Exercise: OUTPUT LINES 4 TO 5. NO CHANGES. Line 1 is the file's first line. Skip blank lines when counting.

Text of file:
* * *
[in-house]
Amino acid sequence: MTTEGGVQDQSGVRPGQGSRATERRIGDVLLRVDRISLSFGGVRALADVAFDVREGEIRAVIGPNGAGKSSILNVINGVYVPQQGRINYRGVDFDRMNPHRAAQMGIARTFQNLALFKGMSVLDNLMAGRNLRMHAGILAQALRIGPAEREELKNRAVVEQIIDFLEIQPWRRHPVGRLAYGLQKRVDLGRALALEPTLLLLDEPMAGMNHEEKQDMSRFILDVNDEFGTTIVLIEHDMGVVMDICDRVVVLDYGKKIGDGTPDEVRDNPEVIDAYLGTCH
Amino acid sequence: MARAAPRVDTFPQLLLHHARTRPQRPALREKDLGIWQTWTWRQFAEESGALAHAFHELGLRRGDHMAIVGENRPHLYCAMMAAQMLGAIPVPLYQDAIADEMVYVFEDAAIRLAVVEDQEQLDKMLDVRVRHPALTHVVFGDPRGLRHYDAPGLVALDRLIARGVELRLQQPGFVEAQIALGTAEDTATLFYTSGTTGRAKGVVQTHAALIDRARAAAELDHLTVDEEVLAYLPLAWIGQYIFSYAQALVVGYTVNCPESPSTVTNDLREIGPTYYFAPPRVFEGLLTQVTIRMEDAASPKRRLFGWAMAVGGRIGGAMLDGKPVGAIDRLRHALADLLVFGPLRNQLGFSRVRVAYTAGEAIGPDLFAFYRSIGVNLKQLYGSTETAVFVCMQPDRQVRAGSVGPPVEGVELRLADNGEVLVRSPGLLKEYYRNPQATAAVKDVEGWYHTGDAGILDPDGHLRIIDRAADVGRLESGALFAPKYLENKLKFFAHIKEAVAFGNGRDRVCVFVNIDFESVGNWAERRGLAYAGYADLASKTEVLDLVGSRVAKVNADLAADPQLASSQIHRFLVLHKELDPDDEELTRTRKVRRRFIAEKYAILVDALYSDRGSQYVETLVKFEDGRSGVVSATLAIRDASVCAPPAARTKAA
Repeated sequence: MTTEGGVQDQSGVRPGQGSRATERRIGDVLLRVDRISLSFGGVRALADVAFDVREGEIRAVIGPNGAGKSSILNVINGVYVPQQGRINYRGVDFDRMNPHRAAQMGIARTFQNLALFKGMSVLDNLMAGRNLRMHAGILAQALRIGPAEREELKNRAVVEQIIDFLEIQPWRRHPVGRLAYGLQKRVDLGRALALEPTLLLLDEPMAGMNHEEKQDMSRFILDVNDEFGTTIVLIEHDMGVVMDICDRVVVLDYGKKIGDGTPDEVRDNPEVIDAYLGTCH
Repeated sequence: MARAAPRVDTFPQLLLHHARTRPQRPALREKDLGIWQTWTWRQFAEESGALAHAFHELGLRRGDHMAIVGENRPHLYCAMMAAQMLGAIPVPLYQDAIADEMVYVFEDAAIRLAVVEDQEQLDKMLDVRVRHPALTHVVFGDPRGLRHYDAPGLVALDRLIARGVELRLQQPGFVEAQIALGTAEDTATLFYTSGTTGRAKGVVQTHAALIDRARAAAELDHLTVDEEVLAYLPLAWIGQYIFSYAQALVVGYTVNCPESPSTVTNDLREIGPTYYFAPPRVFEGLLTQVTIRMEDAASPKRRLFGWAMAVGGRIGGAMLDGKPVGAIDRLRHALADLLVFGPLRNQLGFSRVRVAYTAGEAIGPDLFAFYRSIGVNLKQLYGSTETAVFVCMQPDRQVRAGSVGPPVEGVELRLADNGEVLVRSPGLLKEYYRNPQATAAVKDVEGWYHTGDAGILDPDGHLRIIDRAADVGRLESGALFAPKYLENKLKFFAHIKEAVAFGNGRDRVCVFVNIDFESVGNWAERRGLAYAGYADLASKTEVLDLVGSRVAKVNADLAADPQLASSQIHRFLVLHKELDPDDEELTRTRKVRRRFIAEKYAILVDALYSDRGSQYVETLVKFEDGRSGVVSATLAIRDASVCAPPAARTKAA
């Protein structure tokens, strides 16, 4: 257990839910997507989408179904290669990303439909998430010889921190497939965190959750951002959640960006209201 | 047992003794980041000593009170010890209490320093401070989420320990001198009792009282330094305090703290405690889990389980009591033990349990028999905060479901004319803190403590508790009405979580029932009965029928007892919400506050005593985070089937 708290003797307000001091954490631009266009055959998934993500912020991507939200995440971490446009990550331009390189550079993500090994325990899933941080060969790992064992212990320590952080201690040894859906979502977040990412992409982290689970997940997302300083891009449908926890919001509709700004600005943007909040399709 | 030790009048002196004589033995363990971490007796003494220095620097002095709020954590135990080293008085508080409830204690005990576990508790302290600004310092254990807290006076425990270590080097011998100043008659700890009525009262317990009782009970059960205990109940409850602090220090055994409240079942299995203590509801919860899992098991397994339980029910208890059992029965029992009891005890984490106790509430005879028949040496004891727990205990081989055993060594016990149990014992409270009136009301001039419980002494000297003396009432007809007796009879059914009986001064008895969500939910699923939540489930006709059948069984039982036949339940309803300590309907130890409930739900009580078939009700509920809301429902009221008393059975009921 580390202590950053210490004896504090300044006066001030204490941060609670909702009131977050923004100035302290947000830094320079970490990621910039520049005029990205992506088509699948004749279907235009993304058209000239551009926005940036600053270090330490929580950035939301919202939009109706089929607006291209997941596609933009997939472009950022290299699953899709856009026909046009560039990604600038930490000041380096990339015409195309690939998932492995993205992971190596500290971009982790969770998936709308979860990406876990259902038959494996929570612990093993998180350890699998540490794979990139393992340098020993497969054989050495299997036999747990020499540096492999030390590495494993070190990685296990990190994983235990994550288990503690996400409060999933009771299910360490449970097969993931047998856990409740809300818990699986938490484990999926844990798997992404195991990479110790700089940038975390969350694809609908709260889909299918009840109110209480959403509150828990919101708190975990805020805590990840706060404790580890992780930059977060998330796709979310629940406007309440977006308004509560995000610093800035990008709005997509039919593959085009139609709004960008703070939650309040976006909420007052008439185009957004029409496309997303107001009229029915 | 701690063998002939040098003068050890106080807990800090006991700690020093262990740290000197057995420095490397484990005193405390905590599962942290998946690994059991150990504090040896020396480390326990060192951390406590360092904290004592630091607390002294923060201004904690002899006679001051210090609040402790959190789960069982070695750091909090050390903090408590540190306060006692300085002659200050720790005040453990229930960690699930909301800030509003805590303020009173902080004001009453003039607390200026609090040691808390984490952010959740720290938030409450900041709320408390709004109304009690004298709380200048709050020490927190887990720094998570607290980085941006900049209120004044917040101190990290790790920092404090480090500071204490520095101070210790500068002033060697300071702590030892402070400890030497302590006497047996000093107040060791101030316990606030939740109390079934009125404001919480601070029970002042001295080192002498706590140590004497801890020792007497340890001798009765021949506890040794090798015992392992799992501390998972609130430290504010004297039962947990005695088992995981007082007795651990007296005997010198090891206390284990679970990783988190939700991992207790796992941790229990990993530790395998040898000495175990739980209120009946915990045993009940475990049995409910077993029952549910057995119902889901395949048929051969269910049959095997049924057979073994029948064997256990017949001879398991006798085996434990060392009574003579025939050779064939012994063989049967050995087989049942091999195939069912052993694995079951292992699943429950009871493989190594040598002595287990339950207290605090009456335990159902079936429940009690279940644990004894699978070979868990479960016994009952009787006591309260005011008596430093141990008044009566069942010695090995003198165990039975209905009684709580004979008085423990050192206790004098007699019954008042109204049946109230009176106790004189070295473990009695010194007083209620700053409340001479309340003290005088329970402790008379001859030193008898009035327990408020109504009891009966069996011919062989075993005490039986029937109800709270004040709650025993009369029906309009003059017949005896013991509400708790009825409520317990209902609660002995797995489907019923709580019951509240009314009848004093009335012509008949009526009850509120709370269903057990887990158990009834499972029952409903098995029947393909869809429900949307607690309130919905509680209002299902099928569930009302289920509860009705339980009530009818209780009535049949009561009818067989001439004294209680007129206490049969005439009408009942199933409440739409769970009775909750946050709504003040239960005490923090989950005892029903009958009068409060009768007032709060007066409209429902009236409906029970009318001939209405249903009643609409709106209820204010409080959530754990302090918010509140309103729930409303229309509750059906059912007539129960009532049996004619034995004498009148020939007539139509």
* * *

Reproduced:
Repeated sequence: MTTEGGVQDQSGVRPGQGSRATERRIGDVLLRVDRISLSFGGVRALADVAFDVREGEIRAVIGPNGAGKSSILNVINGVYVPQQGRINYRGVDFDRMNPHRAAQMGIARTFQNLALFKGMSVLDNLMAGRNLRMHAGILAQALRIGPAEREELKNRAVVEQIIDFLEIQPWRRHPVGRLAYGLQKRVDLGRALALEPTLLLLDEPMAGMNHEEKQDMSRFILDVNDEFGTTIVLIEHDMGVVMDICDRVVVLDYGKKIGDGTPDEVRDNPEVIDAYLGTCH
Repeated sequence: MARAAPRVDTFPQLLLHHARTRPQRPALREKDLGIWQTWTWRQFAEESGALAHAFHELGLRRGDHMAIVGENRPHLYCAMMAAQMLGAIPVPLYQDAIADEMVYVFEDAAIRLAVVEDQEQLDKMLDVRVRHPALTHVVFGDPRGLRHYDAPGLVALDRLIARGVELRLQQPGFVEAQIALGTAEDTATLFYTSGTTGRAKGVVQTHAALIDRARAAAELDHLTVDEEVLAYLPLAWIGQYIFSYAQALVVGYTVNCPESPSTVTNDLREIGPTYYFAPPRVFEGLLTQVTIRMEDAASPKRRLFGWAMAVGGRIGGAMLDGKPVGAIDRLRHALADLLVFGPLRNQLGFSRVRVAYTAGEAIGPDLFAFYRSIGVNLKQLYGSTETAVFVCMQPDRQVRAGSVGPPVEGVELRLADNGEVLVRSPGLLKEYYRNPQATAAVKDVEGWYHTGDAGILDPDGHLRIIDRAADVGRLESGALFAPKYLENKLKFFAHIKEAVAFGNGRDRVCVFVNIDFESVGNWAERRGLAYAGYADLASKTEVLDLVGSRVAKVNADLAADPQLASSQIHRFLVLHKELDPDDEELTRTRKVRRRFIAEKYAILVDALYSDRGSQYVETLVKFEDGRSGVVSATLAIRDASVCAPPAARTKAA